JOINT BASE LANGLEY-EUSTIS, Va. -- Air Combat Command leadership announced winners of the ACC Spark Tank 2023 competition today.
Spark Tank cultivates a culture of forward-thinking and innovation to help the Air Force streamline processes by empowering Airmen to find innovative solutions to fix the processes within their unit and the command.
The ACC winners were selected after presenting their innovative ideas along with other top submissions from around the command. The ACC finalists’ ideas will be submitted to DAF Spark Tank, where they will compete against winners from other major commands. Two additional teams will move ahead to the challenge as wildcard entries.
The ACC winners are:
Airspace Optimization Application (AOA), submitted by Maj. Michael Shaw the 57th Wing, Nellis Air Force Base
AOA addresses an antiquated process that required manual accounting and deconflicting to schedule limited airspace for world class training events resulting in less-than-optimal airspace allocation. The process requires hours of manual formatting, compiling and distribution of the airspace, and reduces training and test effectiveness
AOA is an artificial intelligence web-based application that compiles airspace requests into a central database that automatically allocates airspace based on user priorities and needs. Years of data for this platform exist to digest and identify trends while optimizing airspace allocations beyond the capability of a human scheduler. This platform will alleviate the need to spend 90% of time collecting/formatting airspace requests and allow schedulers to focus on areas of conflict that the platform has identified.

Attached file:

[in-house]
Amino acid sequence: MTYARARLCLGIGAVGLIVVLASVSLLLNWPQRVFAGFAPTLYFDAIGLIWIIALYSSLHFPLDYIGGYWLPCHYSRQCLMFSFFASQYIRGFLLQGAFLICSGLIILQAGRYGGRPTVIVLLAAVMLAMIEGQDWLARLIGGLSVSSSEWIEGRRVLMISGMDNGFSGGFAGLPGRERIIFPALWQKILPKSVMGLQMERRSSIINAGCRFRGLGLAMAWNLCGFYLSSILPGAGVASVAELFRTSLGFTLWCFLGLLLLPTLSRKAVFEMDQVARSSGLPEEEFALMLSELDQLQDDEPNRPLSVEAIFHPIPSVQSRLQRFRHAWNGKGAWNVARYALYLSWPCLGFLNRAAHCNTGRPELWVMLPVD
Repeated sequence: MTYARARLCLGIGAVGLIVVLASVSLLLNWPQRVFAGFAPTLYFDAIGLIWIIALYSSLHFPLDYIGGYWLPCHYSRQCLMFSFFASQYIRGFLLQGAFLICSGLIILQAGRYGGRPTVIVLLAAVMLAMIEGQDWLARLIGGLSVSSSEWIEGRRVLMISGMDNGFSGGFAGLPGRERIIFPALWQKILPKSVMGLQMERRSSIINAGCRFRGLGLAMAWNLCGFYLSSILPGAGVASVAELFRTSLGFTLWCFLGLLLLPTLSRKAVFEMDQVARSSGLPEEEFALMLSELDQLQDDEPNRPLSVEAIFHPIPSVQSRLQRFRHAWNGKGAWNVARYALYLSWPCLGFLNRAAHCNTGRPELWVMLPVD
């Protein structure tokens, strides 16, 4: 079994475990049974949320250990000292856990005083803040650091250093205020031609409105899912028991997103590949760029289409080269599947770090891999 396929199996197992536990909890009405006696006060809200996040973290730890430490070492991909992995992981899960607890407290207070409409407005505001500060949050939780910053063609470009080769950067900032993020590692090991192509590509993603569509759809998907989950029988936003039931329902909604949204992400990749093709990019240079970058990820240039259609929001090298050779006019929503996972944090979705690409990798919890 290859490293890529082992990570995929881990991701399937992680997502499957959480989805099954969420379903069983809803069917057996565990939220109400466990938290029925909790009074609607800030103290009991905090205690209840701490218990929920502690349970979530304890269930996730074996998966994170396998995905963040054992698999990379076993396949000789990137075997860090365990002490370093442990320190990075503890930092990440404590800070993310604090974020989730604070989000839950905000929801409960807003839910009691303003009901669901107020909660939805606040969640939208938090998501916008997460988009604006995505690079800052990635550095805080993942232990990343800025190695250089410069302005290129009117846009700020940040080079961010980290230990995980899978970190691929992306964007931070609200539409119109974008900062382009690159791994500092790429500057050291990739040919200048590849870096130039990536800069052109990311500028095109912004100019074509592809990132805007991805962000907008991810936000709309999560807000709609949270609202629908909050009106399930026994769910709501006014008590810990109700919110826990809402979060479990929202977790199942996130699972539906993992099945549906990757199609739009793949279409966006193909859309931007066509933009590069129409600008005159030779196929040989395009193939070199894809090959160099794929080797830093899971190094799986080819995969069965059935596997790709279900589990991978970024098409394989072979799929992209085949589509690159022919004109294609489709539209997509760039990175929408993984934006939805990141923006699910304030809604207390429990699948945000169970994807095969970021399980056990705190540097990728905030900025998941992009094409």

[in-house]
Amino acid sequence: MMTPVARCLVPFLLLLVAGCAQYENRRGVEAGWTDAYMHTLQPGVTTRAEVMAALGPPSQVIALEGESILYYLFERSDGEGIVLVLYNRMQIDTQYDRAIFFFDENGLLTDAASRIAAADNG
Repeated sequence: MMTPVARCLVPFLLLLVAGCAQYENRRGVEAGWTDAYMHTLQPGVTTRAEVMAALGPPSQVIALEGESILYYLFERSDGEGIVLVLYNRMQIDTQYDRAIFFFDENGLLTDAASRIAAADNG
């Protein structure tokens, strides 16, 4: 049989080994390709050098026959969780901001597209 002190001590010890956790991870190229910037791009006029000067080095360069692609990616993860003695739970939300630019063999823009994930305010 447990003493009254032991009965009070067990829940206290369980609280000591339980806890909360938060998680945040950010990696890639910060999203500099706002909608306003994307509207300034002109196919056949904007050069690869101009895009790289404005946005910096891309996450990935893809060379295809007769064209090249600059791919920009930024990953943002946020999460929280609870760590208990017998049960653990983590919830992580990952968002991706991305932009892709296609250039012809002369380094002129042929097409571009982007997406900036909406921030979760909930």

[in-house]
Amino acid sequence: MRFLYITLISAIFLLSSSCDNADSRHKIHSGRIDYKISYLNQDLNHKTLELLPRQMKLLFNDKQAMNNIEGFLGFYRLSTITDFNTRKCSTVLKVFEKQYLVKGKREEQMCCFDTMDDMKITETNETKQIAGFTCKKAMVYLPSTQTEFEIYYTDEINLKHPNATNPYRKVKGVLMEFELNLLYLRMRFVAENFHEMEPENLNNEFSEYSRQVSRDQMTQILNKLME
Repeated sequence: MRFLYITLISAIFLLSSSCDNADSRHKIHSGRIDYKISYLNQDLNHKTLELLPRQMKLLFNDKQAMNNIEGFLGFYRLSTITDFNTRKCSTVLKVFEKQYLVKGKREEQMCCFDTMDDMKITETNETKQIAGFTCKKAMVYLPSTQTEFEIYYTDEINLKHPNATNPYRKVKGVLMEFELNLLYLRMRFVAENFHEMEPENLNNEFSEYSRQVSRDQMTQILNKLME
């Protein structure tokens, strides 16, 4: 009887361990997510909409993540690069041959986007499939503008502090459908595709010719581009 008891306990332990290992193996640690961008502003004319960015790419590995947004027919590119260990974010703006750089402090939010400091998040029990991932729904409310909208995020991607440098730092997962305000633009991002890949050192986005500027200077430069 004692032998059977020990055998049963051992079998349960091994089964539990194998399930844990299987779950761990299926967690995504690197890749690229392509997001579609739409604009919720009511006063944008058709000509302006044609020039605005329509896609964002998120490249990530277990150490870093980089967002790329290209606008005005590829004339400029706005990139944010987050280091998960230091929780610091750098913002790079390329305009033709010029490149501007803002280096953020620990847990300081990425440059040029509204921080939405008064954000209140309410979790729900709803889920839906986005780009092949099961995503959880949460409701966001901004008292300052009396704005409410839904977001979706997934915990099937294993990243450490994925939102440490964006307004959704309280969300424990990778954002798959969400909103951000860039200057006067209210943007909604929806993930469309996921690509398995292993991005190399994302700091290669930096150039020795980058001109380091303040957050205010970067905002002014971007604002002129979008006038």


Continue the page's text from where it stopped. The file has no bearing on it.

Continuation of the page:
Mercury West – Emulate Signal/Target Training Network (ES/TTN), submitted by Mr. Raymond Durban, 363rd Intelligence, Surveillance and Reconnaissance Wing, Hurlburt Field
Mercury West – ES/TTN addresses Remote Command and Control (C2) of real-world target devices on the training range that require robust and realistic training to qualify operators and sustain lethality. The unit has minimal manpower to act as OPFOR or resources to man equipment on the ground and cover only a segment of daily training activities Training profiles are limited in scope and realism due to the inability to accurately simulate the enemy environment. The limiting factors (LIMFACs) result in lost training events.
To mitigate some of these LIMFACs, the 25 IS developed and prototyped emulation devices to simulate enemy activity such as RF communications, lights, heat signatures and ground movement providing a more realistic scenario for aircrew and ground forces. Emulation devices are controlled through a plug-in, allowing multiple scenarios to be pre-built and executed on a set schedule or outside trigger. A scenario could also be changed or updated allowing flexibility as needed by an instructor, operator, or other outside entity through control of the training devices during the event and monitored remotely in a JOC (Joint Operations Center) setting or while airborne.
In addition to the winners two additional teams will move ahead to the challenge as wildcard entries while seven remaining NAF-nominated ideas will be assisted and tracked through the ACC Innovation Working Group, Board, and Council until completion
DAF Wild Card voting, called Token Voting, is currently open and ongoing through 31 Oct 22. Airmen at all levels are encouraged to logon to the Guardians and Airmen Innovation Network (GAIN) platform and vote for their favorite ideas, especially the two ACC ideas still in the Wild Card competition:
Vital Beacon for Personnel Recovery, 57th Wing, Nellis AFB, NV
Automated Intelligent Refueling System (AIRS), 319th Reconnaissance Wing, Grand Forks AFB, ND
The top six vote-getters in Wild Card voting will also join the DAF competition as quarter finalists. Token Voting link: https://gain.il4.afwerx.dso.mil/daf/spark-tank-2023-finals/wildcardtokenvoting